August 06, 2009

Duluth store owner apologizes

Canal Park merchant apologizes over T-shirt controversy

By Sarah HornerOne day after angrily calling out a retail shop in Canal Park for selling T-shirts offensive to American Indians, Donna Blue Bird, an American Indian woman from Duluth, was shaking hands with the store’s owner.

The gesture came after Simon Shakad, owner of “I Love Duluth,” agreed Thursday to issue an apology to Blue Bird and all American Indians for selling the shirts in his store. The shop carries tourist merchandise as well as various “joke” T-shirts.

“It was the right thing to do,” Shakad said about making the apology. “I don’t want to offend anyone.”
And:About 10 American Indians, including four from Blue Bird’s family, gathered outside his store Thursday to demand Shakad issue an apology to American Indian people. Ricky DeFoe, co-chairman of the Duluth American Indian Commission, was among them.

“When shopkeepers sell these kinds of images, it perpetuates racism. … Our people are doctors, lawyers, all kinds of things,” DeFoe said. “The myth that American Indians are drunks is a lie. You have free speech, but how far should that go? No one should make a profit off lies and offending people. We deserve an apology.”

Shakad agreed last week to stop carrying the shirts after his shop was visited by Duluth Human Rights Officer Bob Grytdahl, but only after the last had been sold off the clearance rack. Blue Bird bought two of the shirts Wednesday after spotting them on a rack outside the store. Shakad said the last were gone by Wednesday evening.
Comment:  Unlike the previous store-owner offender, Shakad seems oblivious to why the shirts might offend someone. At least he did the right thing by apologizing.

For more racism against Indians, see Pizza Worker Calls Indian "Jackass," Money Talks in Rapid City, and Buchanan's Intellectual Dishonesty.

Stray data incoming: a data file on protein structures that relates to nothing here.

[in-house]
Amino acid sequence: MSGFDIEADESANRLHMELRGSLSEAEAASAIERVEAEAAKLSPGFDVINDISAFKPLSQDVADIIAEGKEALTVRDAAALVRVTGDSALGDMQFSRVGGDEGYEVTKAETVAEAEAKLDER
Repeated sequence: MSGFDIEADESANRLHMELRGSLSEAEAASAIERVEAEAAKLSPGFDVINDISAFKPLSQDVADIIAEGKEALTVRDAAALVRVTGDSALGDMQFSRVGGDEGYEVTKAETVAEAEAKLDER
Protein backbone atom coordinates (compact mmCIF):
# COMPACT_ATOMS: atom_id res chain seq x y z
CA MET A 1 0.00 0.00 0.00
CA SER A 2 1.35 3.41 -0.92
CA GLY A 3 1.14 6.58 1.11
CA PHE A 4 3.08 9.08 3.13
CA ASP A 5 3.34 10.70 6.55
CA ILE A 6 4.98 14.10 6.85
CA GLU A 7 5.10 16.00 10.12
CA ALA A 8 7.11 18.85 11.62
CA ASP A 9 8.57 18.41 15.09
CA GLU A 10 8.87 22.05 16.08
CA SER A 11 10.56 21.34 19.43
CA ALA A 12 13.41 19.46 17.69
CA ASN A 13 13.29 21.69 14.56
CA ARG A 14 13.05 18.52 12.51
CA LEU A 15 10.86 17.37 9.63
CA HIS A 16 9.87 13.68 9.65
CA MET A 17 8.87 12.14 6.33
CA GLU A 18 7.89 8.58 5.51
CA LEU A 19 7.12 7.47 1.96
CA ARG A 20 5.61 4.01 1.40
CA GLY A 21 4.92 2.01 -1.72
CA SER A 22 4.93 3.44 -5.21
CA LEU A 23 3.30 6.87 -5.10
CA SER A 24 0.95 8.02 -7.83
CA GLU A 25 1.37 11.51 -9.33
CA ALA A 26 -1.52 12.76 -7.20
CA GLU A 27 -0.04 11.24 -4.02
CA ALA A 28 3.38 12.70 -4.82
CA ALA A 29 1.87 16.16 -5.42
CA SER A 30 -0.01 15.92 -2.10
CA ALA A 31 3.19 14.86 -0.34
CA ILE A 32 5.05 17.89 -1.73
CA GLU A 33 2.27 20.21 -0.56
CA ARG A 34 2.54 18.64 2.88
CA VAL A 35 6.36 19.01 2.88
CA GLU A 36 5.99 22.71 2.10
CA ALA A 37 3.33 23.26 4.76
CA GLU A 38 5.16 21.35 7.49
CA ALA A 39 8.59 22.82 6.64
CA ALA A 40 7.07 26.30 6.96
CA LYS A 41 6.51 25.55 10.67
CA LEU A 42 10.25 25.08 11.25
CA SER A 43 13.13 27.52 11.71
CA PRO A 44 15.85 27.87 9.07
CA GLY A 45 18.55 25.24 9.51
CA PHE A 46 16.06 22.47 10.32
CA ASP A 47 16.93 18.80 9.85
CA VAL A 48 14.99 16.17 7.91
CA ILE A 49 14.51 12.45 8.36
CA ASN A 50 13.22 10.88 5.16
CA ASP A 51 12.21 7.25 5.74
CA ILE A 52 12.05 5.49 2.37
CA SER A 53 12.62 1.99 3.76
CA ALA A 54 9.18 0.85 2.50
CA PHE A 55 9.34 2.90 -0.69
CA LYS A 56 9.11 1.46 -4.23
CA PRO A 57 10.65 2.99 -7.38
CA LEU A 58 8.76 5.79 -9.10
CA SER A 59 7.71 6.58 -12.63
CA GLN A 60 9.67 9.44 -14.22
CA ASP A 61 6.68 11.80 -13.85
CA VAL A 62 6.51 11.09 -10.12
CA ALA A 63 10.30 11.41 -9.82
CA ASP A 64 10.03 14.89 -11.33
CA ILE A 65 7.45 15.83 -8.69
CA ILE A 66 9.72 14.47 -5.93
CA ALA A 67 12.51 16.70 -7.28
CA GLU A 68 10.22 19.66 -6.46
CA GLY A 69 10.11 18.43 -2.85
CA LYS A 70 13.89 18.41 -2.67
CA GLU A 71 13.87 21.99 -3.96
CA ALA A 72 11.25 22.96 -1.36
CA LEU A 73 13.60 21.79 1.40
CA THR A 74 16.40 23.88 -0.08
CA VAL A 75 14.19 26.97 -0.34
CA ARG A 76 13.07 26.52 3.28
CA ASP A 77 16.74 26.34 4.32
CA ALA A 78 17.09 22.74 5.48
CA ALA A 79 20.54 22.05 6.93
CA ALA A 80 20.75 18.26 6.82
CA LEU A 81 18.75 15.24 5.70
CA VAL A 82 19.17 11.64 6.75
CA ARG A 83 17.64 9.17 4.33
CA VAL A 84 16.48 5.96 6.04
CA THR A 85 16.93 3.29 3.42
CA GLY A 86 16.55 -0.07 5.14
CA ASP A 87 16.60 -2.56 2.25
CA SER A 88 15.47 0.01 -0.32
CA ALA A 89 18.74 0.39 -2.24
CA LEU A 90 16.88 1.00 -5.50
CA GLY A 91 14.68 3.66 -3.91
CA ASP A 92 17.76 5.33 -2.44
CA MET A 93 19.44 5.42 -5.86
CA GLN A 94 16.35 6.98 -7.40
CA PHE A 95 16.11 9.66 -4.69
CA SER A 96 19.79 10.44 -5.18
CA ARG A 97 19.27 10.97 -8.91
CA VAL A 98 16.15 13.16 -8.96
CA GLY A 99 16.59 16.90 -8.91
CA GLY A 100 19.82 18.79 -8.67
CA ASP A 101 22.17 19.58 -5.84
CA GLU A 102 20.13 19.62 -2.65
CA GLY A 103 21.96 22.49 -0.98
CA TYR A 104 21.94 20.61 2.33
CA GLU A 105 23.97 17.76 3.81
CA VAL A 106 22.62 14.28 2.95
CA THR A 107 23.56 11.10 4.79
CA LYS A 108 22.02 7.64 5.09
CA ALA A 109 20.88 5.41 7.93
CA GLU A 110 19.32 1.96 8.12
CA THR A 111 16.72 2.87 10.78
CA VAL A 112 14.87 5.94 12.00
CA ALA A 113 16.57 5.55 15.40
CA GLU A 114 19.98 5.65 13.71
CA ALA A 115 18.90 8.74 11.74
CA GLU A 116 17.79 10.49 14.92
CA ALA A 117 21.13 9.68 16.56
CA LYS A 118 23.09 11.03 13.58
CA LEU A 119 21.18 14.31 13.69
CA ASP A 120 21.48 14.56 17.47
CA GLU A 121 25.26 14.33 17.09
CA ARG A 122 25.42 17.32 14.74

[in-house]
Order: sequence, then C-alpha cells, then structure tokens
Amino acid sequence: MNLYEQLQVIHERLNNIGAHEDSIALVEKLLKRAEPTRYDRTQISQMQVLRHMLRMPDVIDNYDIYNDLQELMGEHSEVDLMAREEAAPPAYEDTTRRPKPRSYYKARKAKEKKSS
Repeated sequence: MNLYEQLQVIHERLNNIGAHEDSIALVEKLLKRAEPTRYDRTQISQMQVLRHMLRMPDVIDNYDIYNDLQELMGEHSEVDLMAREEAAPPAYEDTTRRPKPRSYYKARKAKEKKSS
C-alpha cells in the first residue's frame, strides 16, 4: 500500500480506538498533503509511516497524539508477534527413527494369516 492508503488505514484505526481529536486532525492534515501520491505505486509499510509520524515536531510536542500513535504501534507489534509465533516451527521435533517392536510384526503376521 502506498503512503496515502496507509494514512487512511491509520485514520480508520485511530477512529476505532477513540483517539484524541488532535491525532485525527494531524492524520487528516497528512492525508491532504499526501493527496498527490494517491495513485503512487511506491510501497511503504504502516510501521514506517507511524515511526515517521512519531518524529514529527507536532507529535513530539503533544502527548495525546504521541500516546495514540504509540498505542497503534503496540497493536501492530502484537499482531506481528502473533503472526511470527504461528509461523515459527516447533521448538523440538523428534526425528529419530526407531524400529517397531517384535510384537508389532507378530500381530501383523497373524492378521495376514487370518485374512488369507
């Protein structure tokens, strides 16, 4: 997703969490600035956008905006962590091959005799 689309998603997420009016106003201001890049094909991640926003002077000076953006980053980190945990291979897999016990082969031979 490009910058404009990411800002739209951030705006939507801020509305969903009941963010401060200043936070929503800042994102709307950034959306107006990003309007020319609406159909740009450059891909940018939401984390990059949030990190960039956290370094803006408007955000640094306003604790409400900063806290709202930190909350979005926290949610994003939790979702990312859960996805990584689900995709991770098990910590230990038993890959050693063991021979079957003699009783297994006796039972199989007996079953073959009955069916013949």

Below:  "Simon Shakad (left), owner of the retail shop I Love Duluth, reaches an accord with Donna Blue Bird as the two work together to craft a public apology about some offensive T-shirts Shakad was selling. Shakad read the apology to the public afterward in front of the Canal Park store." (Bob King)


GENO1492 said...

Indeed, what we saw in this case, was a positive step towards maintaining reconcialatory relationships between whites and Natives of the midwest(and throughout the U.S./Canada). Sadly, there will still be "offensive" incidents reiterated and we should keep approaching them with that demand. A demand for respect for who we are as productive people today. I, myself have adopted and still practice the straight-edge lifestyle as a teen and wished that a lot of young Natives did the same(and some do).

As the article pointed out. It is a *myth* as in a fictious lie, to assumed that all indians are drinkers and drunks. Actually, this *myth* is getting really trite and outdated. Its certainly a lie at best. And besides my family members, I know of numerous indians who do not drink. That's because we're trying to show that we are not what those idiots think we are(as drunks etc). Many indians are trying to kill this racial stereotype, but unfortunately there's a small percentage who still drink.

GENO1492 said...

In the previous blog, DMarks noted that the movie "Dances with Wolves" was an "inspiration for racist jokes", like the shirts seen in these articles. Perhaps he's right. If I recall another movie that made referrences to the "Dances with" epithet, I saw another one in Steve Segalls movie "On Dangerous Ground"[?] in which a lone stereotypical drunken indian was in the bar being harrassed by dastardly inbreeds, when one of them referred to him as "Dances with Whisky".
Ironically, "Dances with Wolves" is an indian name given to a white man. So in hindsight, they're technically mocking a white man(Kevin Cosner).

Anonymous said...

How they chose to deal with this critical issue is exceptionally appropiate and professional. Not all ethnic groups deals with it in a civic manner. At least not all the time. For instance, if these shirts were aimed at mocking black folks. How do you think they deal with this? I can only assume:

1.) Riots
2.) Marches

Not that I think marches are needed in an isolated case like this. But the Indian woman involved in settling the issue, exemplified rational dialogue.

dmarks said...

And now we have moved to a stereotype of blacks.